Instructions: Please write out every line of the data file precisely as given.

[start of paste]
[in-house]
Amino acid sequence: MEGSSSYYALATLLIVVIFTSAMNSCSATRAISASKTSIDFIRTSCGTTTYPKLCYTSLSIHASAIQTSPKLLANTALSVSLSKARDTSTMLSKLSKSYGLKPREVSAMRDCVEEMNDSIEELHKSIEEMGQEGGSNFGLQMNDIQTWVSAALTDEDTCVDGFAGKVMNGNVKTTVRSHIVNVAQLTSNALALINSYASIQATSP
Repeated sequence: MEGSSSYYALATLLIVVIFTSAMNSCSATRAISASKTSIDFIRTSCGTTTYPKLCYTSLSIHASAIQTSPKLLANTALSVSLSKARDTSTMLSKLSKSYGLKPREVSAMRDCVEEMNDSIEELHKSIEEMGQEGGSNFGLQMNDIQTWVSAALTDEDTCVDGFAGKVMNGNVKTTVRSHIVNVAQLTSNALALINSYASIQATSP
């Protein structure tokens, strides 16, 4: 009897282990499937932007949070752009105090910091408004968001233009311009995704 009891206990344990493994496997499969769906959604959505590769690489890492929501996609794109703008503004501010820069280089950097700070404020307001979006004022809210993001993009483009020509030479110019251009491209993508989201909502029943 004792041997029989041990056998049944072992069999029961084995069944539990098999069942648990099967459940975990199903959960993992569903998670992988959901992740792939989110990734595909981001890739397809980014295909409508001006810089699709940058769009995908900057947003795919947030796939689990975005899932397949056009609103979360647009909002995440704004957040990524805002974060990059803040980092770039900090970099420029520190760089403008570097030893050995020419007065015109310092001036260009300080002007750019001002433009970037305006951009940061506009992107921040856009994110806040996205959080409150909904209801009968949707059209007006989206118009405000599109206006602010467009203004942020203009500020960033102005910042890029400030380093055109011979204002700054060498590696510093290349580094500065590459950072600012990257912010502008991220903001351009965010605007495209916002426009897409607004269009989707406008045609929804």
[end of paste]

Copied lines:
[in-house]
Amino acid sequence: MEGSSSYYALATLLIVVIFTSAMNSCSATRAISASKTSIDFIRTSCGTTTYPKLCYTSLSIHASAIQTSPKLLANTALSVSLSKARDTSTMLSKLSKSYGLKPREVSAMRDCVEEMNDSIEELHKSIEEMGQEGGSNFGLQMNDIQTWVSAALTDEDTCVDGFAGKVMNGNVKTTVRSHIVNVAQLTSNALALINSYASIQATSP
Repeated sequence: MEGSSSYYALATLLIVVIFTSAMNSCSATRAISASKTSIDFIRTSCGTTTYPKLCYTSLSIHASAIQTSPKLLANTALSVSLSKARDTSTMLSKLSKSYGLKPREVSAMRDCVEEMNDSIEELHKSIEEMGQEGGSNFGLQMNDIQTWVSAALTDEDTCVDGFAGKVMNGNVKTTVRSHIVNVAQLTSNALALINSYASIQATSP
């Protein structure tokens, strides 16, 4: 009897282990499937932007949070752009105090910091408004968001233009311009995704 009891206990344990493994496997499969769906959604959505590769690489890492929501996609794109703008503004501010820069280089950097700070404020307001979006004022809210993001993009483009020509030479110019251009491209993508989201909502029943 004792041997029989041990056998049944072992069999029961084995069944539990098999069942648990099967459940975990199903959960993992569903998670992988959901992740792939989110990734595909981001890739397809980014295909409508001006810089699709940058769009995908900057947003795919947030796939689990975005899932397949056009609103979360647009909002995440704004957040990524805002974060990059803040980092770039900090970099420029520190760089403008570097030893050995020419007065015109310092001036260009300080002007750019001002433009970037305006951009940061506009992107921040856009994110806040996205959080409150909904209801009968949707059209007006989206118009405000599109206006602010467009203004942020203009500020960033102005910042890029400030380093055109011979204002700054060498590696510093290349580094500065590459950072600012990257912010502008991220903001351009965010605007495209916002426009897409607004269009989707406008045609929804």